Considered a “rising star in legal and academic circles and someone’s whose intellect, judgment, and commitment are unparalleled” by Harvard Law Professor Charles J. Ogletree. Today Damario is a proud member of Oklahoma’s premier full-service law firms, Riggs Abney, Legislative Liason for Oklahoma’s Premier Think Tank Oklahoma Policy Institute, and adjunct professor at the University of Oklahoma African & African-American Studies Program.
First, however, he had to overcome several adversities. He grew up in a low-income single-parent household without his father, and fell into the inner-city’s street culture love of sports and disregard for education. His sole goal in life was to play in the NFL, and thought he was the next “great one”. He wasn’t and that was even before he tore his ACL during his senior year. Worse, he graduated from high school near the bottom of his class with an attitude problem, and was forced to accept a football scholarship from a small school he did not want to attend.Disgruntled, Damario dropped out of school to “find himself,” and moved to Dallas, TX. While working in a relative’s makeshift “warehouse” and struggling to pay bills, it became clear that rejecting education was the worst decision he made.
Driven by his newfound desire “to inform, inspire, and empower,” Damario returned to Oklahoma, and over the next seven years, earned Associates, Bachelor’s, Master’s, and Law Degrees, all with honors. Including becoming the first University of Oklahoma (OU) African-American law student to be awarded the prestigious Joel Jankowsky “Most Outstanding Graduate” Award. He also walked-on and earned a letter for the University of Oklahoma football team.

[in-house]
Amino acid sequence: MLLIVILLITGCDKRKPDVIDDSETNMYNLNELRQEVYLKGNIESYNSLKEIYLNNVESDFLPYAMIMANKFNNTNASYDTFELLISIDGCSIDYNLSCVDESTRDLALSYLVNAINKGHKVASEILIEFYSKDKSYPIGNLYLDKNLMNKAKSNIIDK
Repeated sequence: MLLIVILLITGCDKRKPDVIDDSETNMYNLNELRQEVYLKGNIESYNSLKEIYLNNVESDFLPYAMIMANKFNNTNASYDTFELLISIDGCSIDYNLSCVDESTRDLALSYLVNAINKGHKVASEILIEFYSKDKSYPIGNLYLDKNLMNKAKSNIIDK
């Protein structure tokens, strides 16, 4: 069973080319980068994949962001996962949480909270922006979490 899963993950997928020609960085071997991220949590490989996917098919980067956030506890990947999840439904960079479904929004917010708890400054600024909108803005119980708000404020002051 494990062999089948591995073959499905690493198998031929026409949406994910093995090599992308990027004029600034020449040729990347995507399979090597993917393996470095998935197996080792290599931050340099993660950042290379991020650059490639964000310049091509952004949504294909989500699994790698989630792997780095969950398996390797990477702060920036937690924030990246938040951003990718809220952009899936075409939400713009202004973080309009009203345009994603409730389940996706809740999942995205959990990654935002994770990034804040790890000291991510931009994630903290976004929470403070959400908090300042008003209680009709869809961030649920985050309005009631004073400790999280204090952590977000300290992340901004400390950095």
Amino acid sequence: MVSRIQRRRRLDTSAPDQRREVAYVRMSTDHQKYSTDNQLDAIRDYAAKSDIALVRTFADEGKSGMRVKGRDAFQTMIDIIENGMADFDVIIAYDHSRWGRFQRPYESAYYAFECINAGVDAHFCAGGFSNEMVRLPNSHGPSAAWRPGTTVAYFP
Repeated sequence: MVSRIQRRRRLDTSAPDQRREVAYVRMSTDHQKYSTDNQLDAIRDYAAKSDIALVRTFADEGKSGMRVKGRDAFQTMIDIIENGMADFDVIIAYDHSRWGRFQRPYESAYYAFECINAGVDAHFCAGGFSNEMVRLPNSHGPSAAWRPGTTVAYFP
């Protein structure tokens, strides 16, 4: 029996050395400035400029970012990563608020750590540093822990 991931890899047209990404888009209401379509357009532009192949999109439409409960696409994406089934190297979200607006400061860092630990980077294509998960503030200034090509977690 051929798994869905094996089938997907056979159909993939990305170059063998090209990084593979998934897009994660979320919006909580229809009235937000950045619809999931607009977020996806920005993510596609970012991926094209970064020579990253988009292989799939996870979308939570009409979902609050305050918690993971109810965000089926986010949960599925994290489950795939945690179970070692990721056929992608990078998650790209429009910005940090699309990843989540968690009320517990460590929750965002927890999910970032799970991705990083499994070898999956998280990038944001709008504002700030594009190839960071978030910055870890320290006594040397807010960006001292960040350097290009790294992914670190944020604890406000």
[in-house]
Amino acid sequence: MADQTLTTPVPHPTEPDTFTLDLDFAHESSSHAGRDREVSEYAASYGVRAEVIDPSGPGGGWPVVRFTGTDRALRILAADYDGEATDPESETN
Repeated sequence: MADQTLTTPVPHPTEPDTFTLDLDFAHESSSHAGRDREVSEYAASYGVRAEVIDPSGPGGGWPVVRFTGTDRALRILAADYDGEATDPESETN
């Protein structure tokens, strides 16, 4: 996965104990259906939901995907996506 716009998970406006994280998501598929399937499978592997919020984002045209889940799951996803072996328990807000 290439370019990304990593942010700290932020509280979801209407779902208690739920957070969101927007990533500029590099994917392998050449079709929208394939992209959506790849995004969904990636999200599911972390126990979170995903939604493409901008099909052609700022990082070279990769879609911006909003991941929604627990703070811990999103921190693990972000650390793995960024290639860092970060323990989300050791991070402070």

He started his law firm right out of law school as a solo practice in which legal services were provided to low-income community members in exchange for office space, and it grew into one of the largest African-American majority-owned full-service law firm in Oklahoma history.
Damario has successfully represented client in federal, state, tribal, and administrative courts, including litigating for Black Creek “Freedmen” tribal citizenship rights. He also served as an integral member of the legal team — including famed attorneys Johnnie Cochrane and Charles J. Ogletree — who fought to obtain human rights and reparations for the survivors of the 1921 Tulsa Race Riot. Solomon-Simmons’ work on the 1921 case earned him an invitation to testify before the Congressional Black Caucus.
Damario has also overseen the negotiation of millions of dollars of player and endorsement contracts, organized and managed athletes’ businesses and business legal structures, and represented players regarding NFLPA, NCAA, and local high school rules and regulations, including five NFL & NBA 1st round draft picks. He also created Bridge Builders: African-American Student-Athlete Network, the first student-centered and student-run program in the Big XII Conference, to address issues unique to African-American student-athletes at Predominately White Universities.
Damario is most proud of being involved in the creation of innovative charitable and educational initiatives between community organizations, businesses, and athletes. For example, he co-founded with his wife the MVP Foundation and the annual MVP Weekend which creates programming and awareness that benefit inner-city youth, with special emphasis on African-American males regarding issues of Manhood, Fatherhood, and Advocacy.
Damario is passionately in love with his high school sweetheart and wife, Mia, and they live in Tulsa, Oklahoma.